Comment 7 Jay Shaughnessy 2008-12-01 14:04:13 EST
r2150 adds the db-support (schema 2.31) for the approach in the above comment for rhq_config_update. r2151 adds the queries and related logic. Assuming these changes work well we can revisit the above approach for the remaining orphaned configs.
Comment 8 Red Hat Bugzilla 2009-11-10 15:24:35 EST
This bug was previously known as http://jira.rhq-project.org/browse/RHQ-1128 This bug is related to RHQ-1125
Comment 9 wes hayutin 2010-02-16 11:53:28 EST
Temporarily adding the keyword "SubBug" so we can be sure we have accounted for all the bugs. keyword: new = Tracking + FutureFeature + SubBug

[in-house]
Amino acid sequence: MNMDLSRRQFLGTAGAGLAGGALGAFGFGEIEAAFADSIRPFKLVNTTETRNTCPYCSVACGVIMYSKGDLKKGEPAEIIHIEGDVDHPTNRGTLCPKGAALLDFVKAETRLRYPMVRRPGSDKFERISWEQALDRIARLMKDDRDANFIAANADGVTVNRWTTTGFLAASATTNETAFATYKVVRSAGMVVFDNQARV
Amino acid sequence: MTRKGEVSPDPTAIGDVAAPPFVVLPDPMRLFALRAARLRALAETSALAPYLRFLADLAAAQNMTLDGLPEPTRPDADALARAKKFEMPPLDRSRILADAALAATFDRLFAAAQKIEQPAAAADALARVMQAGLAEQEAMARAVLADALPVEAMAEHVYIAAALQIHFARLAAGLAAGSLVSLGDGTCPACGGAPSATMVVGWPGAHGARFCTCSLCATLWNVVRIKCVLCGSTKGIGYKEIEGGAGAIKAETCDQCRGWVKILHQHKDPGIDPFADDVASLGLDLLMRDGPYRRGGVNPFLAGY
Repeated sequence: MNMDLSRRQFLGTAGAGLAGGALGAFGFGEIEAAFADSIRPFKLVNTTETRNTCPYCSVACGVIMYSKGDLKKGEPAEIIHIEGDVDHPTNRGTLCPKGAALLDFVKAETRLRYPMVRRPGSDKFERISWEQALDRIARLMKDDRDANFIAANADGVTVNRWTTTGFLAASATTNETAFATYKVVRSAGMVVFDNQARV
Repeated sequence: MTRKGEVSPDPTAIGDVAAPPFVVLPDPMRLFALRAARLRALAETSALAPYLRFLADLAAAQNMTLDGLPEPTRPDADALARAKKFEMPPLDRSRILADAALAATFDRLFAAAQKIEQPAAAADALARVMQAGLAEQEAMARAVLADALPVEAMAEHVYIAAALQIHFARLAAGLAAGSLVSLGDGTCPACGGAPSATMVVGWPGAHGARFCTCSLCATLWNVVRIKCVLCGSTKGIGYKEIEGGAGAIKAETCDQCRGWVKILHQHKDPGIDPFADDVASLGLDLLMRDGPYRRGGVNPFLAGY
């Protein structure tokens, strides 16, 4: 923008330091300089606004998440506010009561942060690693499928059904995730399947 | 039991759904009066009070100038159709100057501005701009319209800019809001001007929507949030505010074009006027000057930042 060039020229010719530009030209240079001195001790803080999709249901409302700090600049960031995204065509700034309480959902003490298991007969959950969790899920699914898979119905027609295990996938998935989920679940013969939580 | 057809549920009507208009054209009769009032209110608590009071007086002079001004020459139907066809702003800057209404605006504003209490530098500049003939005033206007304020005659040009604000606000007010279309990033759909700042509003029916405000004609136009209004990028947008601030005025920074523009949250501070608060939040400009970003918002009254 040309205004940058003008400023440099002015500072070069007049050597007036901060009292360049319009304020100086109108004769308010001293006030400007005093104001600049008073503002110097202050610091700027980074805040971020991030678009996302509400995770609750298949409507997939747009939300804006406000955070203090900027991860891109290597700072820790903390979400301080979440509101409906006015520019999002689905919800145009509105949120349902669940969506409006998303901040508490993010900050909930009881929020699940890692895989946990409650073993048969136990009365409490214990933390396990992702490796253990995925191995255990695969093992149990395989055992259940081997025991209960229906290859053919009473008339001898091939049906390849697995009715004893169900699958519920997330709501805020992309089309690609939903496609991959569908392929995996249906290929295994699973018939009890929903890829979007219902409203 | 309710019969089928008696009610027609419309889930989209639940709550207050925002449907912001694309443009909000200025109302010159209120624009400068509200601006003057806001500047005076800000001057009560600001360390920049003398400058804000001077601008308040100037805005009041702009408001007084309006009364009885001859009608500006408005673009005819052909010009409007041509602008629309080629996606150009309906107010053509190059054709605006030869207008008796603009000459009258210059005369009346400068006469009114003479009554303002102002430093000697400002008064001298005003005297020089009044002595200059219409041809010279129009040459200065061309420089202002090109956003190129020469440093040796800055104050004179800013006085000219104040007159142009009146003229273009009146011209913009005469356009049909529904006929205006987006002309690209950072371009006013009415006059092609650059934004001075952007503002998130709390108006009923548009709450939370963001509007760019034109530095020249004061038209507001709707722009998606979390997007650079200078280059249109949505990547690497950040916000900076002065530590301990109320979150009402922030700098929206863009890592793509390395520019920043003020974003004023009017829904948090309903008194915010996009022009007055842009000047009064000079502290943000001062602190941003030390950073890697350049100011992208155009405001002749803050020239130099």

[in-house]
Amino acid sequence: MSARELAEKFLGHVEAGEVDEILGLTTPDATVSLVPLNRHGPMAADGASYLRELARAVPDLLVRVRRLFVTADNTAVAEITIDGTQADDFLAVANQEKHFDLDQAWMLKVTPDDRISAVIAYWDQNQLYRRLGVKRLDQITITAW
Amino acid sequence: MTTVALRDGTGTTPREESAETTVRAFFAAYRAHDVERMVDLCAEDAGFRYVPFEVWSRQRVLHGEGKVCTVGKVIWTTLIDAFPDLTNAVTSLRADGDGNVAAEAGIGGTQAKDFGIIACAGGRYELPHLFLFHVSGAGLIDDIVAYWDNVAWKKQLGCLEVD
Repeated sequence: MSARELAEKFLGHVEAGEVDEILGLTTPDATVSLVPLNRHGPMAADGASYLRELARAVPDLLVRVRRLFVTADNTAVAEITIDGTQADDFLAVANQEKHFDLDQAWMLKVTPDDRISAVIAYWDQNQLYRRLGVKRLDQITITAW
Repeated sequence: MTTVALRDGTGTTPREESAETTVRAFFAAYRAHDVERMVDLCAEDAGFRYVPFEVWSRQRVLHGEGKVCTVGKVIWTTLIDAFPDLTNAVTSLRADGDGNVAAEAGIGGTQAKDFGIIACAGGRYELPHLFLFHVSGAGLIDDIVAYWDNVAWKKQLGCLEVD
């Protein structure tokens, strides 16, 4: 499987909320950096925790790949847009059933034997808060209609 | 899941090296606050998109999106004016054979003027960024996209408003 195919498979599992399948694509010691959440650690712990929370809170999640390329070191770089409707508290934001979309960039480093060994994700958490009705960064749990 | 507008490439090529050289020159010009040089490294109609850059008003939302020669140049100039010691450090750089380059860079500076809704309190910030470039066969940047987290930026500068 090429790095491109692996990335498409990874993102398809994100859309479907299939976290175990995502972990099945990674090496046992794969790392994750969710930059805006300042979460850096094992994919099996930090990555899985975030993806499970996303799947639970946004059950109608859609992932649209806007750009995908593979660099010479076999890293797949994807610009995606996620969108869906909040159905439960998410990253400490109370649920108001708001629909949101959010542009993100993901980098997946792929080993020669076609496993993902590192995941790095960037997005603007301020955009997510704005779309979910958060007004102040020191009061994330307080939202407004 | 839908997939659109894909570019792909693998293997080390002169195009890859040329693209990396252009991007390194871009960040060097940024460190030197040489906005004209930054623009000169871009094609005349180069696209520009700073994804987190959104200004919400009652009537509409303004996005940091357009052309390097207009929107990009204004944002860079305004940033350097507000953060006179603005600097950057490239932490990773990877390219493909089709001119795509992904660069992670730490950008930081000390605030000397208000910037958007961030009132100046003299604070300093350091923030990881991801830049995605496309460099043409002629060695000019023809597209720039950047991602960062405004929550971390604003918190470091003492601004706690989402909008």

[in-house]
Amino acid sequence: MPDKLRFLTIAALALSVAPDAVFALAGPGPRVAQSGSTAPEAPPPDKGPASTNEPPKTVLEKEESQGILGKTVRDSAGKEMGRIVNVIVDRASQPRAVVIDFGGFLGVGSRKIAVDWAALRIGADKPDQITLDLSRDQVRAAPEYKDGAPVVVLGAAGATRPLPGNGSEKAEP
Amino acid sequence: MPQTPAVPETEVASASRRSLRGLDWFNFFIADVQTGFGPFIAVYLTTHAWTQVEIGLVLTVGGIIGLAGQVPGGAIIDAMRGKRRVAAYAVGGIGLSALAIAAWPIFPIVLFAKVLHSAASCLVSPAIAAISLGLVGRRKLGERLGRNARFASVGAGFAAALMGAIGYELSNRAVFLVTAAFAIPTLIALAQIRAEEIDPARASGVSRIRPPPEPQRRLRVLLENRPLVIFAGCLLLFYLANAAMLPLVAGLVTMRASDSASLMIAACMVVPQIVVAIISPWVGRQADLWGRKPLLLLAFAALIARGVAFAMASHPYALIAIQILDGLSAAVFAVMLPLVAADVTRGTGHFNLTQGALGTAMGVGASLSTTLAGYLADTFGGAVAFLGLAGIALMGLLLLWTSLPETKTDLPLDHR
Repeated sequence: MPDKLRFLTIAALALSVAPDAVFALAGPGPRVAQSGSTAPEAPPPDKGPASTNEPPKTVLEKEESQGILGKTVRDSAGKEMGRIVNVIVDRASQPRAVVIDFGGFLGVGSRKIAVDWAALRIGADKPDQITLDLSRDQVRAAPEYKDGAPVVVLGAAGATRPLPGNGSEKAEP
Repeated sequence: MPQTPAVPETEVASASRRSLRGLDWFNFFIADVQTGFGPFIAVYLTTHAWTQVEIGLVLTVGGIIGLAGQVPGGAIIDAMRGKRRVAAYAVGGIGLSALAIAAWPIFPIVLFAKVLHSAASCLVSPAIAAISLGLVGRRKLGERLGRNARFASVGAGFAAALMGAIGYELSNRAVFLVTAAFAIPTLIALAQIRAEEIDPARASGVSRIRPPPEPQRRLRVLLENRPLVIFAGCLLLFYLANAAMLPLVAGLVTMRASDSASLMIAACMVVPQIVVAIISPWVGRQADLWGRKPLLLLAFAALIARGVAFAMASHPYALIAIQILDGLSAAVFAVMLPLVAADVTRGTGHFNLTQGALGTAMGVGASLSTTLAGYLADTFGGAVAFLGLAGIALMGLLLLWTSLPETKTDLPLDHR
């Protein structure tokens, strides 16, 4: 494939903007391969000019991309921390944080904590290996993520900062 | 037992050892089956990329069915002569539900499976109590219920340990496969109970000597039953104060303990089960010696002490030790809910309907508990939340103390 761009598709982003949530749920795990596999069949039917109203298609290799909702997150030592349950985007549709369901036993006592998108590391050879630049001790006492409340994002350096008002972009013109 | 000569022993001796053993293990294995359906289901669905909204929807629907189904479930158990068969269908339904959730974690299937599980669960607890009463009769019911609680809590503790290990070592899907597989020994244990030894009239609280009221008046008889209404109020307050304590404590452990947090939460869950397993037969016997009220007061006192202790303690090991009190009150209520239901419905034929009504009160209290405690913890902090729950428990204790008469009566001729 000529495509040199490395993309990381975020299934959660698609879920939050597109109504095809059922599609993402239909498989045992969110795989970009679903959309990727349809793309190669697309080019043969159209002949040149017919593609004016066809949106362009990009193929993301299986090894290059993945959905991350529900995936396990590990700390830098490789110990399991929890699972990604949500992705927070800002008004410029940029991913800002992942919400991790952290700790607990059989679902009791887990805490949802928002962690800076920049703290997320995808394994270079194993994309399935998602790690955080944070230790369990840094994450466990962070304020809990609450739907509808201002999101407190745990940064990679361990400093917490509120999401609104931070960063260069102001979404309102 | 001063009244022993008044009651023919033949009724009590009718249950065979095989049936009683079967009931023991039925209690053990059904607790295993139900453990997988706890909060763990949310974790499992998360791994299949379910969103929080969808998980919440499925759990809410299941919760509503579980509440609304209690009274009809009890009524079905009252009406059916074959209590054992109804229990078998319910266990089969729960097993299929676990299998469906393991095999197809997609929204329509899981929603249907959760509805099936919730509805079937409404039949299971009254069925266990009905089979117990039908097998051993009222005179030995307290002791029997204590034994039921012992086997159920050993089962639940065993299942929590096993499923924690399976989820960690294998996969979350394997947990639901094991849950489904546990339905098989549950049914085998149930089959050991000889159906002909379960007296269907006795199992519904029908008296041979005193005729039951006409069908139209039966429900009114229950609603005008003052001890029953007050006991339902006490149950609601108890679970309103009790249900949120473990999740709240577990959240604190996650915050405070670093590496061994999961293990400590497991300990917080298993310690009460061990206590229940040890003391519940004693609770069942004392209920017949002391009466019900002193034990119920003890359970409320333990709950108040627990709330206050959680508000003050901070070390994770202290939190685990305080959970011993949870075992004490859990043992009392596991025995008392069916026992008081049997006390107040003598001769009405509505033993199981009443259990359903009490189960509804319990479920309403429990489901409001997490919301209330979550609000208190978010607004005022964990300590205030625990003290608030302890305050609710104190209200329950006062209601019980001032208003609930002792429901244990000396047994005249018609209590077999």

Comment 10 wes hayutin 2010-02-16 11:58:49 EST
making sure we're not missing any bugs in rhq_triage
Comment 11 Corey Welton 2010-08-30 13:21:39 EDT
jay -- what's left to do here?
Comment 12 Jay Shaughnessy 2010-08-30 13:39:02 EDT
Reading this through perhaps we need to revisit and see if the logic was applied anywhere other than rhq_config_update. Given the list in the description we would need to check the following as well: PackageInstallationStep InstalledPackageHistory ResourceOperationHistory CreateResourceHistory PluginConfigurationUpdate
Comment 13 Jay Shaughnessy 2014-05-02 16:20:03 EDT
As far as I know we still leave various config items. This should be revisited if and when we re-implement config storage design.